With reservations made and lunch finished, I continued to follow my Butler Motorcycle Map south on some roads that were marked as interesting. Thing is, I was a little casual today about my route.
I traveled Hwy 286 south to Arivaca Road. The first half was a little rough, but the second half seemed to have better pavement.
I turned south at I-19 until reaching Hwy 82. The land seemed more fertile as I entered the hills of the Coronado National Forest. Encouraged to keep exploring, I took Hwy 83 south. This road turned out to be a very rough, very crappy country road with speed limits of of mostly 25 mph.
The route I followed dead-ended at the West Gate of Fort Huachuca, a military base. I honestly thought when I looked on the map that this was some sort of nature preserve or historical site. Instead, I end up at an automated, highly secured gate with cameras and everything. 🙁
It was after 6pm, and the sun was falling fast. I don’t like traveling at night on the motorcycle and I started to feel a bit panicked. There was a call button, so I pressed it hoping for the best.
Someone answered and I told them I was lost, I was trying to get to Bisbee before dark and I didn’t want to retrace 60 miles of what was mostly crappy country roads. I guess they took pity on me and after presenting my driver’s license to the camera, they let me pass through the gates and cut through the base.
Of course, I got lost on the base because none of the roads are straight and there are no road signs on how to get to the East Gate. The first person I asked, apparently a German officer there for training, had only been there two weeks and wasn’t helpful. He did say that he owned a 1983 BMW motorcycle and loved it (everyone has a motorcycle story).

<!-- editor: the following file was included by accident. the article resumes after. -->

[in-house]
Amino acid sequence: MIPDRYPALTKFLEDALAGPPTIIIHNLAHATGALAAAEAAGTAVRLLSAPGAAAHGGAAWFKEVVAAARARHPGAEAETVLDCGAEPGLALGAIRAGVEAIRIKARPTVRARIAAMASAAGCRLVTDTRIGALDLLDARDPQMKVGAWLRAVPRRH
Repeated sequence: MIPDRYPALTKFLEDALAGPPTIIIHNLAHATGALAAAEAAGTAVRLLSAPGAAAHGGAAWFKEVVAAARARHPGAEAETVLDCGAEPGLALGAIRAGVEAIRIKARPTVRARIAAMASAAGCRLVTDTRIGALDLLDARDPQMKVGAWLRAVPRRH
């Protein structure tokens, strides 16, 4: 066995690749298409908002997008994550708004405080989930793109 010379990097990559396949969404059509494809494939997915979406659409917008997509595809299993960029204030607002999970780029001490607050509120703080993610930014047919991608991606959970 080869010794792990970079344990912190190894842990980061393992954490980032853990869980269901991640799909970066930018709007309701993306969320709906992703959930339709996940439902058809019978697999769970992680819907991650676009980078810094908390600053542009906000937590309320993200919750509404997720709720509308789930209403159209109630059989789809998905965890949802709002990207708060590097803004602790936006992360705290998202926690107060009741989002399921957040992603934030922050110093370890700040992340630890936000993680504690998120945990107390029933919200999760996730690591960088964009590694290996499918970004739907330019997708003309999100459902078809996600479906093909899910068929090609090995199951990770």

The two enlisted soldiers I asked about 10 minutes later seemed very intimidated and didn’t know whether they should salute, stand at attention or parade rest, who I was, or anything. Eventually, one of them gave me some pointers.
Anyway, I finally found someone who pointed me in the right direction at the gas station. I filled up and took off out the East Gate. It was now 7pm and almost dark.
This story was hilarious to tell Carson and all turned out well, thanks to decision of the person who controlled access to the base (thanks!). I really got a kick out of the reactions of the soldiers, especially the young enlisted men who seemed really scared someone without a recognizable rank was talking to them.
Bisbee looks like a wonderful place. The suite was super large, with its own living room, bedroom, kitchen, bathroom, and walk-in closet. I had a light dinner and a not-light dessert at The Bisbee Table located conveniently in the historic district. Recommended.
It looks out over the historic part of town. This view is from my balcony.
Overall, besides being a long day, it was an eventful day. Even the really crappy road led me to seeing some wonderful country. I am continual surprised at the variety of environments here in Arizona. It is fast becoming one of my favorites places to visit on a motorcycle.
I am so jealous, Keith. The open highway through endless wide-open sagebrush country calls to me daily. Thanks for sharing your travels. Ride safe.
I suppose I’ll continue to stoke that yearning in you. Thanks for the comments and readership. Plan and go – life is short 🙂